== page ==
Global oil demand growth will hit a wall sooner than many think, thanks in part to expanding substitution of natural gas for oil in multiple applications worldwide, said analysts at Citi Research, a unit of Citigroup Global Markets Inc.
Improving vehicle fuel economy is the other main factor putting downward pressure on oil demand, Citi said, but the assault from natural gas is coming on multiple fronts with an intensity that is only expected to grow, in some cases significantly, and that’s largely thanks to the U.S. shale revolution.
For instance, once the next wave of global liquefied natural gas (LNG) export projects comes online beginning in 2016 and in earnest around the 2017-2019 period, currently tight LNG markets should loosen materially, Citi said. “This raises the prospect of lower spot prices and a greater incentive for gas-for-oil substitution to spread and accelerate globally. Hence, the assumption that substitution outside of the U.S. starts to accelerate post 2016.
“It is important to note how bullish for global gas consumption this gas-for-oil substitution could be, as 1 million b/d of oil roughly equates to 45 million metric tons of LNG, so 2 million b/d of switching ex-U.S. could go a long way toward absorbing the potential wave of LNG coming to global markets at end [of] decade.”
What shales did for gas production they’re now doing for U.S. oil production, of course. In December, U.S. oil production was up by 1 million b/d year over year and net U.S. oil imports were down by 1.5 million b/d. Despite an improving economy last year, U.S. oil demand fell 2.1%, or 0.4 million b/d, from the prior year, according to Citi.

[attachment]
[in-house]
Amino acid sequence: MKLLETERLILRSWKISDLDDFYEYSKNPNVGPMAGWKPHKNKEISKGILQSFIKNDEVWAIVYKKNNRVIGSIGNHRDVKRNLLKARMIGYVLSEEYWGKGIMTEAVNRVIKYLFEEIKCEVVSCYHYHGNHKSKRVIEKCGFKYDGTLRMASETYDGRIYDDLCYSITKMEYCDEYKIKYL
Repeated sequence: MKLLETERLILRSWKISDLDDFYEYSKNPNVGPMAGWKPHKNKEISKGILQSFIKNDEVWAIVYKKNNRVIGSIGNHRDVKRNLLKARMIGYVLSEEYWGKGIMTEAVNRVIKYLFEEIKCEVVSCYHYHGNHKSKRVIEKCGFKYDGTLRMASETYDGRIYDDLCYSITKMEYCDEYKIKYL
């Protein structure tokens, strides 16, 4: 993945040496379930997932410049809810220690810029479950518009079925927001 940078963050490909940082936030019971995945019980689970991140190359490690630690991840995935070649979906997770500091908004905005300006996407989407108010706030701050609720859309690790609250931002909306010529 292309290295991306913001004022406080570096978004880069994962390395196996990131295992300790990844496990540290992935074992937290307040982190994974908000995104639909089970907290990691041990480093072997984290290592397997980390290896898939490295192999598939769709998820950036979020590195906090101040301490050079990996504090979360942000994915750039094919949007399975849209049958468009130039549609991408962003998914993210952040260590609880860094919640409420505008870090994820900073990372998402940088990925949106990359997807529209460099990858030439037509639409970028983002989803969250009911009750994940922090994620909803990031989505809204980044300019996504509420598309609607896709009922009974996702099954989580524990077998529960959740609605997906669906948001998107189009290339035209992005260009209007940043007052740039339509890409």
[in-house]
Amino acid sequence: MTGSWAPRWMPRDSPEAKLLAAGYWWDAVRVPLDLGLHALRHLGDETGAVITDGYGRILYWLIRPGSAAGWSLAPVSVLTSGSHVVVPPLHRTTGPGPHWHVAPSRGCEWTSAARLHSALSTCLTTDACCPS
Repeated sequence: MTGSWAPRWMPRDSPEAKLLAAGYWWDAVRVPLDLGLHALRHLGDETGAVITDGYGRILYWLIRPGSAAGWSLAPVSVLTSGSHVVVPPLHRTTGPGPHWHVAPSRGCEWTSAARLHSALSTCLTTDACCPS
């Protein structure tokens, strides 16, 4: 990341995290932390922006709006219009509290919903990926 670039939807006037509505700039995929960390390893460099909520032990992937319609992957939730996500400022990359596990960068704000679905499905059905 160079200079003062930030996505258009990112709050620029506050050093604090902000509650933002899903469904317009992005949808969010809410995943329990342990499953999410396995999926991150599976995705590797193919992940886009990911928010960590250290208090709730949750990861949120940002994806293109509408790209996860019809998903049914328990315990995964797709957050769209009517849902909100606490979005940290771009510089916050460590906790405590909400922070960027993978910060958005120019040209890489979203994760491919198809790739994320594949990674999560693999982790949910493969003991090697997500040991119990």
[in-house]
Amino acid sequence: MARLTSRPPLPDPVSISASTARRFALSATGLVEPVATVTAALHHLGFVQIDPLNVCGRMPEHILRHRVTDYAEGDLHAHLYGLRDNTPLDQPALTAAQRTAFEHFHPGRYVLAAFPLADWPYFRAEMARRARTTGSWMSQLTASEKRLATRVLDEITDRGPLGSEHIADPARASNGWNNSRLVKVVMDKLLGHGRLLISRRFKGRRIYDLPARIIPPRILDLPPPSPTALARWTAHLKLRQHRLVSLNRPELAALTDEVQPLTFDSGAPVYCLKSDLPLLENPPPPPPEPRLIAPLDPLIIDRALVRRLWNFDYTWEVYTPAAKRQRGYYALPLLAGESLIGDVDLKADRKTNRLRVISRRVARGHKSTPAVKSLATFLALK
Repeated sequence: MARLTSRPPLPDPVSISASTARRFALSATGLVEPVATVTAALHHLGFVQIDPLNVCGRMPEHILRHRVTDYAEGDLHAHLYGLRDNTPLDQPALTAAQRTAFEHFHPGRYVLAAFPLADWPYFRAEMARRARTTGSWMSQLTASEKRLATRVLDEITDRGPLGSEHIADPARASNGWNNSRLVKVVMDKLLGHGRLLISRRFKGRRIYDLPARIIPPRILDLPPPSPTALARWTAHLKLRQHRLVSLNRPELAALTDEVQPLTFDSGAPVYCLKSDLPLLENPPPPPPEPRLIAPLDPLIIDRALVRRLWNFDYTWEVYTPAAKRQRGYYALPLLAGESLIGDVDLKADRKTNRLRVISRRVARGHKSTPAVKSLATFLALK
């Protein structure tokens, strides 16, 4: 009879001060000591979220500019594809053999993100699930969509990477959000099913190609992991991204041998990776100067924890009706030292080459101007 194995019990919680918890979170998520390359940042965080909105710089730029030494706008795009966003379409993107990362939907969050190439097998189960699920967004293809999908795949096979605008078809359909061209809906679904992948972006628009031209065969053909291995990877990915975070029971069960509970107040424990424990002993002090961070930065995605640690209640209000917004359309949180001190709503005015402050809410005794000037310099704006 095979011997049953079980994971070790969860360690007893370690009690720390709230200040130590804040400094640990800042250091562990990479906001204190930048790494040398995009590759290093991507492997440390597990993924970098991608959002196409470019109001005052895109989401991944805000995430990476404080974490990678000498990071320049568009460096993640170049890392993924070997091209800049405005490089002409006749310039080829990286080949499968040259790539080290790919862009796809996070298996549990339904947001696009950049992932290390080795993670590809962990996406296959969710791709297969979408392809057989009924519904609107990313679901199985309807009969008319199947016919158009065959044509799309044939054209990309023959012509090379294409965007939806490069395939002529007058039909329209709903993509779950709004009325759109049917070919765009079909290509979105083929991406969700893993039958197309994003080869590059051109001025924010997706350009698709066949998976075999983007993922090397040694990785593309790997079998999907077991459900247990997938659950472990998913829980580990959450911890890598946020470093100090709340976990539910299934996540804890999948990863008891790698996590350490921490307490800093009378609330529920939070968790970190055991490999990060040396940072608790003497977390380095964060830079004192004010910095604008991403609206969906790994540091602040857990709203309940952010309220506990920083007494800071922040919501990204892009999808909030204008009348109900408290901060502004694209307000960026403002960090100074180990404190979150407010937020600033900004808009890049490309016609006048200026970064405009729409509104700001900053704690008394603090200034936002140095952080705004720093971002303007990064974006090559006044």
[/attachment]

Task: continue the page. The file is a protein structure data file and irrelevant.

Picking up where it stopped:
“This drop in oil demand is partly the result of natural gas getting substituted for oil in a variety of sectors,” Citi said. “This development is taking root in the U.S. due to the large gasp between natural gas prices and oil product prices, but it should transfer across the globe as in many countries the spread between oil and gas is still substantial…”
And even where the oil-natural gas spread is compressed, such as in China, environmental concerns are driving consumption away from oil and toward gas, Citi said.
Indeed the demand sectors of cars/trucks, residential, power generation, petrochemicals, shipping, rail, and “other” transport are all seeing oil being replaced by natural gas, Citi said. Advocates of natural gas vehicle (NGV) adoption in the United States might find it to be a frustrating irony that sanctions limiting Iran’s ability to import gasoline have made that country the world leader in NGVs, according to Citi.
“Since 2005, the number of NGVs has jumped from below 50,000 to almost 2.9 million in 2011,” Citi said. “The exponential growth in NGVs is expected to continue on a global basis with countries such as China continuing to ramp up their refueling infrastructure…
“China already has over 40,000 LNG-fueled trucks, and exponential growth is expected to continue as many city governments have policies in place to promote them. By end-2010, more than 80 cities in China had more than 1,000 CNG/LNG filling stations, and another 1,000 are planned for construction.”
New York, London and Hong Kong are all adapting at least some of their taxi fleets to liquefied petroleum gas (LPG), but so are Las Vegas, Baltimore, Pittsburgh, Columbus, OH, and Grand Rapids, MI, according to Citi.
In the United States, the shift to NGVs is about economics, Citi said. While the economy has improved, it hasn’t move the needle on demand for diesel fuel to a corresponding degree. Companies adding NGVs to their fleets include UPS, FedEx, Walmart, Frito Lay, Royal Dutch Shell and others.
For LNG-fueled trucking, this year will be critical, Citi said, as the first mid-size LNG engine comes to market from Westport-Cummins. Previous engines have been underpowered or too heavy. “The coming to market of a mid-size LNG engine just as the LNG refueling infrastructure is reaching greater penetration, with natural gas still priced under $5/MMBtu, could mean that the state is set for another potential oil demand shift.”
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